Addiction Studies

By Aedín Dunne - Last update


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Are you compassionate? Are you understanding and empathetic towards others? If you answered yes and also consider yourself to be a helpful person who wants to make a difference in peoples’ lives then this is an area that might suit you. 

Addiction Studies is an important subject as it gives us an understanding of what addiction is, how it comes about and the different factors that influence it. There are a few courses on offer so have a look and see if its a subject that interests you.

What is addiction studies?

Addiction Studies explore addictions from both an academic and a scientific perspective including applying subjects such as sociology, culture, psychology, anthropology and psychoanalysis. 

What third level courses are available?

Universities and colleges in Ireland offer courses in the following subject areas:

  • Community and Addiction Studies
  • Counselling and Psychotherapy with Addiction Studies
  • Counselling and Addiction Studies (Level 8 Add on)
  • Counselling Skills and Addiction Studies (Direct Entry, Level 7)
  • Social Studies including Criminology and Addiction Studies (PLC, Level 5)
  • Youth Work and Addiction Studies (PLC, Level 5)

Studying Addiction Studies in college

There are a number of courses, both undergraduate courses and PLC courses, in the area of Addiction Studies. All the courses are paired with another subject, such as seen in the examples above, including Community, Counselling, Psychotherapy and Youth Work. Therefore, the exact content covered in each course will differ depending on the course title. 

PLC courses will generally be 1 year while undergraduate courses available are 4 years. The first year of your course will focus on helping you to gain an understanding and foundation of addiction from different points of view such as a sociological perspective or psychological perspective.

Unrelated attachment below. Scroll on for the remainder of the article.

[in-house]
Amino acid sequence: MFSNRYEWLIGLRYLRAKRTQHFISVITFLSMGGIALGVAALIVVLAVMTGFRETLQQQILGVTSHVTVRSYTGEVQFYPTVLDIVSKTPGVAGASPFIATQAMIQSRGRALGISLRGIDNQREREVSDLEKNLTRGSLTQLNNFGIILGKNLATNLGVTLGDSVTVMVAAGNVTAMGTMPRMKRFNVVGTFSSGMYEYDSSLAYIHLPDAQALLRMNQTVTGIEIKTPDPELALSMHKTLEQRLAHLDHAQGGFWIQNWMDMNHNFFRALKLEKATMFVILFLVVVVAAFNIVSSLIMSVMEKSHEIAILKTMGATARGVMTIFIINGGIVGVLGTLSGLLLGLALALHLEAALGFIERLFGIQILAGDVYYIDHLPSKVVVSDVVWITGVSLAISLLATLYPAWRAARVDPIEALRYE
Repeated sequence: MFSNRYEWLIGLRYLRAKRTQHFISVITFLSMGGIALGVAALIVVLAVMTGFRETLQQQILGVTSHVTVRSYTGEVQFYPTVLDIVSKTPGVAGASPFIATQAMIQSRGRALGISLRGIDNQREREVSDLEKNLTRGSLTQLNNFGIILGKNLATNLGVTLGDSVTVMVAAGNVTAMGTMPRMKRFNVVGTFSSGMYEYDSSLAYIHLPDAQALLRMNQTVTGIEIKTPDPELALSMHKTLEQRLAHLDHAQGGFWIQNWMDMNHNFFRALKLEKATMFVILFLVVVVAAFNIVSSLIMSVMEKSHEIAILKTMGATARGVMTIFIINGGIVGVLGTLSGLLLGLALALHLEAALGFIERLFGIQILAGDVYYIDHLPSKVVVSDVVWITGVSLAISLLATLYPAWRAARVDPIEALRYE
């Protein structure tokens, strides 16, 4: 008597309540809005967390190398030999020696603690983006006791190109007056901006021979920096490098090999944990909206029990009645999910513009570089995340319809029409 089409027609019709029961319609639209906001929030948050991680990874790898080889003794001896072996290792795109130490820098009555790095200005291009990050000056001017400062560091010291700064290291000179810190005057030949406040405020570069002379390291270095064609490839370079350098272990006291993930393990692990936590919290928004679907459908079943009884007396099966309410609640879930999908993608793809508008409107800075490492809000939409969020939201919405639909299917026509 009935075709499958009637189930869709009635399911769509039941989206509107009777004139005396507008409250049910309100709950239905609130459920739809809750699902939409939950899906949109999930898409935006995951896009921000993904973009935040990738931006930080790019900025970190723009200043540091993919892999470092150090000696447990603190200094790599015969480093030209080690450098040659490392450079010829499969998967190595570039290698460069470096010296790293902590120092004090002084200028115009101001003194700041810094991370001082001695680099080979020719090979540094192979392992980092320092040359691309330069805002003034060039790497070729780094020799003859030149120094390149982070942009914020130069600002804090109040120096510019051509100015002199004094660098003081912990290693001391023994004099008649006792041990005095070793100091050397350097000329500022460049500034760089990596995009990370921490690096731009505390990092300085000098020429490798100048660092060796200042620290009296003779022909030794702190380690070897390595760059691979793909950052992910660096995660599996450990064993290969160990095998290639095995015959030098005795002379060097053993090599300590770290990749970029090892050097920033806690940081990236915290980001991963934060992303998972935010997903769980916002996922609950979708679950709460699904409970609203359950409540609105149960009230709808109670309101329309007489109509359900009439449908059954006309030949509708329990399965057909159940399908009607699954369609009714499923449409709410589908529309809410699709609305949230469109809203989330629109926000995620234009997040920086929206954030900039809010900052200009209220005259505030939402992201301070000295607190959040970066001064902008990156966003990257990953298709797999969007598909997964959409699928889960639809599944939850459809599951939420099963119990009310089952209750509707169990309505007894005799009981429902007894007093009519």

In your second year and third year you will focus on content that is a bit more in depth and possibly look at areas such as personal development, social and cultural issues of addiction as well as prepare for work placement to help you gain experience in the field and apply your theory through practice. 

If you choose the route of an undergraduate degree, you will normally have to do a research project known as a dissertation or thesis which will involve you looking into a particular area of your interest within addiction studies and carry out a lot of research in the area. 

All programmes will provide the opportunity for students to gain the relevant skills, knowledge and experience to be prepared to work with in communities and with those who face addiction in their everyday lives. 

Career Options

There are a few different routes you could take in this area. The majority of those who study Addiction Studies will go on to work in communities, in community centres and with individuals and their families who have fallen victim to addiction. 

Should you study a PLC course related to Addiction Studies you may use that as a stepping stone to take an undergraduate course. 

In an area such as this, many go on to postgraduate level to specialise in a particular area such as working their way to being a psychologist or a counsellor, for example. There are a few different routes you could break into from an undergraduate course. 

Important skills and traits to have while working in this area include excellent communication skills, interpersonal skills, the ability to work well with other kind, empathetic, understanding, open minded, non judgemental and the want to help others. You will also need to be a problem solver and 

Related Jobs

  • Counsellor
  • Psychotherapist
  • Nurse
  • Community worker
  • Social worker
  • Youth worker

Further Study

Visit postgrad.ie for more information.

FAQ

Different courses and different colleges will have different entry requirements. It’s always safest to check with the individual higher education institution which is available on their websites. As a general rule Leaving Cert students should have a minimum of six subjects which should

include: Two H5 (Higher Level) grades and Four O6 (Ordinary Level) grades or four H7 (Higher Level) grades. Subjects must include Mathematics, Irish or another language, and English. 

PLC courses will accept Leaving Certificate results. Specific courses may have their own requirements. For example, some courses may have a certain interview process or expect a portfolio of sorts so it is always important to look into these things in depth. 

The highest CAO points needed for Addiction Studies last year were 301 points to study Counselling and Psychotherapy with Addiction Studies. Community and Addiction Studies was the other relevant programme offered and required 235 points. 

Where can I study?

For other courses in the area you would like to explore, you can do so here.

Did you know?

  • There are two types of addiction – behavioural and chemical
  • It is believed that addiction is mainly caused by psychological, social and biological factors.
  • Social media and video games are addictions seen among many teenagers.

Resources

 

https://www.helpguide.org


Aedín Dunne

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